Near Extinction of Aboriginal Heritage Languages in North America
Of the 50 First Nation, Inuit and Métis languages spoken in Canada, only three of them are considered to be viable to continue to be in use in the long term, and this is only if concerted revitalization efforts are made (CanWest Digital Media, 2004). Added to the knowledge that in the past 100 years or so, 10 of Canada’s aboriginal heritage languages have become extinct (Norris, 1998), we see that study of the causes of the decline of these languages is warranted. This paper will discuss historical and contemporary reasons for the decline of aboriginal languages and offer a perspective on the importance of the preservation and revitalization of such languages.
A traditional belief is that the primary contributor to the decline of aboriginal languages in Canada was the decades of mandatory attendance at Indian Residential Schools during their 165 year existence (1831 – 1996) where, among other atrocities, students were prohibited from communicating in their heritage language upon risk of facing severe corporal and emotional punishment as they were taught to think and act the manner of the domineering Caucasian social class within an educational system that was rife with assimilation, colonialism, racism superiority and ethnocentrism (Myran, 2008). While residential schools were largely successful in extinguishing heritage languages from their students, there are notable, exceptions to this approach (Clifton, 2008) where students were permitted to keep their language. Additionally, not all students who attended residential schools resided at them full time; in which case, those students were able to return home regularly and converse in their normal environment using their traditional language.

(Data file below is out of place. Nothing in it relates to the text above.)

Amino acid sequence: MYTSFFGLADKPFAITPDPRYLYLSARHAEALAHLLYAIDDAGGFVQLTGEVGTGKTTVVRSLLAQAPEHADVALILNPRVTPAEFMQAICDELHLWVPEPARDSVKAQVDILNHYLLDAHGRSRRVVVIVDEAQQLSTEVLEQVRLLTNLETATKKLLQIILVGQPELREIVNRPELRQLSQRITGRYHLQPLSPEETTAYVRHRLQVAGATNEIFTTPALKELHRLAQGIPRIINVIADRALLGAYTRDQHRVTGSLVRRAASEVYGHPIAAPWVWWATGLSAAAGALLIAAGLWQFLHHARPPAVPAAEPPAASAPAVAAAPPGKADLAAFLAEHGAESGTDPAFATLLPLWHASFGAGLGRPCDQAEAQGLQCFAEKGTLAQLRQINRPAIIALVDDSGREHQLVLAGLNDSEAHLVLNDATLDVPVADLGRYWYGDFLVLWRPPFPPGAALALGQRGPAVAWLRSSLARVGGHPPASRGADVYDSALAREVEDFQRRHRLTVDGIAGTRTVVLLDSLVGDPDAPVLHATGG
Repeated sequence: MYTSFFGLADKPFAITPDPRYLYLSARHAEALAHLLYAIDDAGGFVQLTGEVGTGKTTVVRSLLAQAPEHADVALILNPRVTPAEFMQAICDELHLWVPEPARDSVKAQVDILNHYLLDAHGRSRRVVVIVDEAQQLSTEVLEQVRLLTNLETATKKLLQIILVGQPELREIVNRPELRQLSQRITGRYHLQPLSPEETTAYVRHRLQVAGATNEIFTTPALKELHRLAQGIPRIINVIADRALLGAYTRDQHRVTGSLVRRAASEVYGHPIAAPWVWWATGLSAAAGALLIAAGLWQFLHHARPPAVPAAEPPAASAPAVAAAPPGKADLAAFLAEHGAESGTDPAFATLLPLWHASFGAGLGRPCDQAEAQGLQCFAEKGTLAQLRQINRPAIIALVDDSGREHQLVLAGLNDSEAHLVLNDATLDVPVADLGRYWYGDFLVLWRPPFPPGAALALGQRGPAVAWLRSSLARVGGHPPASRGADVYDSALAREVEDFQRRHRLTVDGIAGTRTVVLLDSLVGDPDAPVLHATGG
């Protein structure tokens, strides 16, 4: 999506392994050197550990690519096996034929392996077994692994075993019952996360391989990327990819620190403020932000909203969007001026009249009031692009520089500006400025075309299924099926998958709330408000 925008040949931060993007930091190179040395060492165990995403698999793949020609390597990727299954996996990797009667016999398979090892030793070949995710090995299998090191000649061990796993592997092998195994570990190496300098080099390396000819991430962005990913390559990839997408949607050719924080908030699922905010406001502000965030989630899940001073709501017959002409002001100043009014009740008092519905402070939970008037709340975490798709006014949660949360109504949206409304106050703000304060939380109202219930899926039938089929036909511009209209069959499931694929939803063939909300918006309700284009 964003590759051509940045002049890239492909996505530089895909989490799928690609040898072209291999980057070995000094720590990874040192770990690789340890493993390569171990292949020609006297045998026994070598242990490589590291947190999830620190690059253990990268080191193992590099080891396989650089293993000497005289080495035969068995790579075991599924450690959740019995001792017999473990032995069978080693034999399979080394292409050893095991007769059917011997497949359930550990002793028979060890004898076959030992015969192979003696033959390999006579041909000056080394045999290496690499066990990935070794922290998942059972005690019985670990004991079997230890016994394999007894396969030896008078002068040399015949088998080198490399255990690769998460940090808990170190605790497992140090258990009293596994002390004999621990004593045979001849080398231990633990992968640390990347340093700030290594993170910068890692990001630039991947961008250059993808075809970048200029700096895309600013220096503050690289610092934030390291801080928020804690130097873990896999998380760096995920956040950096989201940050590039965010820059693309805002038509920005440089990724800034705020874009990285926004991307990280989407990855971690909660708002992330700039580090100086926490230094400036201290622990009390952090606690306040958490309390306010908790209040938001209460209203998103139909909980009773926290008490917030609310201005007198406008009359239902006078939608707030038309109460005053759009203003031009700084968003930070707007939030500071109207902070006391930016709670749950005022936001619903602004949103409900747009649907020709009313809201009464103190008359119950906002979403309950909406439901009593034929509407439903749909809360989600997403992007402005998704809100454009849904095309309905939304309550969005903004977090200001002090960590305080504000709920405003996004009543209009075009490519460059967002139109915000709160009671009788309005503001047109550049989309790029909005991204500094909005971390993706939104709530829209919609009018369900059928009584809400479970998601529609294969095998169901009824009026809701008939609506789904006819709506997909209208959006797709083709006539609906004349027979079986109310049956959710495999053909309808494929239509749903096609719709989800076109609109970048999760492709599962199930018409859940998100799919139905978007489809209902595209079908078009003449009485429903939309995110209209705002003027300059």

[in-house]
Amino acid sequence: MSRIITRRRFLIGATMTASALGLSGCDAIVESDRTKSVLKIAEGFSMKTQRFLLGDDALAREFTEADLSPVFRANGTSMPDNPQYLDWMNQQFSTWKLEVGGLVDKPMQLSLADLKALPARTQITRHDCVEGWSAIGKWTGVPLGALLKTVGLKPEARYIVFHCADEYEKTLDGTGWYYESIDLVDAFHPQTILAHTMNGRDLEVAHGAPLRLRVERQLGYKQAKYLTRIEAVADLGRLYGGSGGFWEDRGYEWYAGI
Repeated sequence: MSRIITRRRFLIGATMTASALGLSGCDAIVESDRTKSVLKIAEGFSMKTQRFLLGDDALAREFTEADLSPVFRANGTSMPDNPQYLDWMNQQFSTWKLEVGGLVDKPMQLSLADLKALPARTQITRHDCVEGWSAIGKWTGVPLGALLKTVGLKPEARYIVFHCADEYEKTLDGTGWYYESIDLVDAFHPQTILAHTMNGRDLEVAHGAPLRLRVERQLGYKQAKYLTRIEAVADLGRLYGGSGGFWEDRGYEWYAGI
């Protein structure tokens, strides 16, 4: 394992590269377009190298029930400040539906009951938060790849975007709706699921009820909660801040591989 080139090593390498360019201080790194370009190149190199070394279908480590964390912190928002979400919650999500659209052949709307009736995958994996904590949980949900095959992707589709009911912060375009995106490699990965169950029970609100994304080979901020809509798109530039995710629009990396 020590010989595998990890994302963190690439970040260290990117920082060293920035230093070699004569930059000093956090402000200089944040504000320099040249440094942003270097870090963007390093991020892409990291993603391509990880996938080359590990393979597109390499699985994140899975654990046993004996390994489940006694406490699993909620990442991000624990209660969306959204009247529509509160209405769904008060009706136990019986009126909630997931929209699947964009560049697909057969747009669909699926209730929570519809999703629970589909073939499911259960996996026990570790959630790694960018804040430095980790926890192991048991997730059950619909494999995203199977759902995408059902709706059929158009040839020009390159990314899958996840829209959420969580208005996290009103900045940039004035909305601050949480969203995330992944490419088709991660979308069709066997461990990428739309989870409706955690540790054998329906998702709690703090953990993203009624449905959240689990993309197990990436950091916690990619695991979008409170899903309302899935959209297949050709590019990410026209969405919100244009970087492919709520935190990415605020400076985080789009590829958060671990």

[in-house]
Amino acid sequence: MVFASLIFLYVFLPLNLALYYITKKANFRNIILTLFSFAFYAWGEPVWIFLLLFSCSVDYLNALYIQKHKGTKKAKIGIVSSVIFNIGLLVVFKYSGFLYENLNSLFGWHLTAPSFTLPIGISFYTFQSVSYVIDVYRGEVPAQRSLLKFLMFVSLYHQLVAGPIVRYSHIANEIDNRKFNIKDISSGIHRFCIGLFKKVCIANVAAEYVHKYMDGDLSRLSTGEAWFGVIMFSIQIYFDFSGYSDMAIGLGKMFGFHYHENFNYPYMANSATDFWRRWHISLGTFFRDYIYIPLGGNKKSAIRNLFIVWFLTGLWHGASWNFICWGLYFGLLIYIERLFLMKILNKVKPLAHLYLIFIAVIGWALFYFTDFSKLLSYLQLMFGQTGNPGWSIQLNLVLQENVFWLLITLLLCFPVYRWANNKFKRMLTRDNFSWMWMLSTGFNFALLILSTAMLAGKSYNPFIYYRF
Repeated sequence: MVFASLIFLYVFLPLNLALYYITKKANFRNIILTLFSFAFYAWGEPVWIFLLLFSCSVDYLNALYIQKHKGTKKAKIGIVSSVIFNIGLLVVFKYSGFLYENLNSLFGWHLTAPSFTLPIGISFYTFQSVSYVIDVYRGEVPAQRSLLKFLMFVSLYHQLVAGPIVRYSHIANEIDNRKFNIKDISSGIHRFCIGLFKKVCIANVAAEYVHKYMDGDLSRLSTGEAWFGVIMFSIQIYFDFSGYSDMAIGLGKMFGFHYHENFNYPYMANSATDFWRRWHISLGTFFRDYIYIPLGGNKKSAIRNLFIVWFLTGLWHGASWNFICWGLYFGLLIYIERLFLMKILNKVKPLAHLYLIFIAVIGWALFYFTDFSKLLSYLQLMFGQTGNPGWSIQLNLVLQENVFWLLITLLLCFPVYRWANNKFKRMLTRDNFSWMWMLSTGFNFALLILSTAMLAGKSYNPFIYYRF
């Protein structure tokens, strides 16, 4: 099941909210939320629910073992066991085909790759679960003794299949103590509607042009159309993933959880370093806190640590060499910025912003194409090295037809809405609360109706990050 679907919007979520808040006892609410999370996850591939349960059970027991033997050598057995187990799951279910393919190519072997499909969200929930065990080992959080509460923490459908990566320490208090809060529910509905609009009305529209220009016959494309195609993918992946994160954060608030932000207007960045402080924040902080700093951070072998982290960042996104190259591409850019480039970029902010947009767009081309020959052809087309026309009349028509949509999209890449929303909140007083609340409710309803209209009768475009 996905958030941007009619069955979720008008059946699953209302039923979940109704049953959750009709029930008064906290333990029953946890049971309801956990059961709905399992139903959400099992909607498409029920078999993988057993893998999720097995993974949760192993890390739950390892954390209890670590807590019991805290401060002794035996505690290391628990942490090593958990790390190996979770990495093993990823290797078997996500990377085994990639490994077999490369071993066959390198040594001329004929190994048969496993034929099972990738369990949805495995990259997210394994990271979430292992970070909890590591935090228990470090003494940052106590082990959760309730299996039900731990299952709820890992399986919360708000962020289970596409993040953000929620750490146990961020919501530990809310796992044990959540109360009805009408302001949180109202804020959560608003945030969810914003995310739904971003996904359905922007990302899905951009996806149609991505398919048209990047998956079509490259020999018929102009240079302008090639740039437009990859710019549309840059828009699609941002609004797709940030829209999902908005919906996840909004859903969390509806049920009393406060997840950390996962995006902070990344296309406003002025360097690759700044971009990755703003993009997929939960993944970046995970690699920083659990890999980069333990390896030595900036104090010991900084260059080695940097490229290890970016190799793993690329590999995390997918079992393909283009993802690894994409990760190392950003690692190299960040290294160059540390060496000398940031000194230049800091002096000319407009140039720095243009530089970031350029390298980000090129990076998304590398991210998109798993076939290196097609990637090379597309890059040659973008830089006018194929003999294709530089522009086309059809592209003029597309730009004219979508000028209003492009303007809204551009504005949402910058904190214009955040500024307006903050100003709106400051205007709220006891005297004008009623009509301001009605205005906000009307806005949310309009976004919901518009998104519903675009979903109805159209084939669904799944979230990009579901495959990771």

Canada’s policy of assimilation enacted through the Indian Residential Schools failed to effectively integrate and empower First Nation people (Grant 1996), and instead left them “a people crippled by assimilative and colonial policies of the past [in] a dismal state of dependence” (Bennett, Blackstock, & De La Ronde, 2005). As such, many First Nations people are left with seemingly no way back to a traditional ways of living and speaking and, out of necessity, turn to the dominant system for survival. The resulting attempts at integration, however successful, further contribute to the decline of heritage languages (Hinton 2010).
A speaker’s first and second languages have a degree of economic value that is largely determined by the primary language used in the society in which the speaker interacts. Thus, in North America, English is a hegemonic language making all others “economically irrelevant” (Smolicz, 1994). From this economic perspective, First Nation languages are a possible first language, but unlikely to be a second language that non-native speakers learn in order to seize economic opportunity, which is a primary driver in the acquisition of new languages (King 2007). Nowhere is this more apparent than in the United States where one time House Speaker, Newt Gingrich drew cheers from the crowd as he addressed the National Federation of Republican Women and “described bilingual education as teaching ‘the language of living in a ghetto’” and warned of the “ ‘long-term dangers to the fabric of our nation’ and that ‘allowing bilingualism to continue to grow is very dangerous’ ” (Hunt, 2007). Canada’s political system and views may differ from those of the United States, but its economic systems are not and Churchill, Dunn and Tinker (2005) describe in their notable book, Kill the Indian, Save the Man: the Genocidal Impact of American Indian Residential Schools, Canada and the United States have a parallel and comparable history in terms of First Nations history and relations.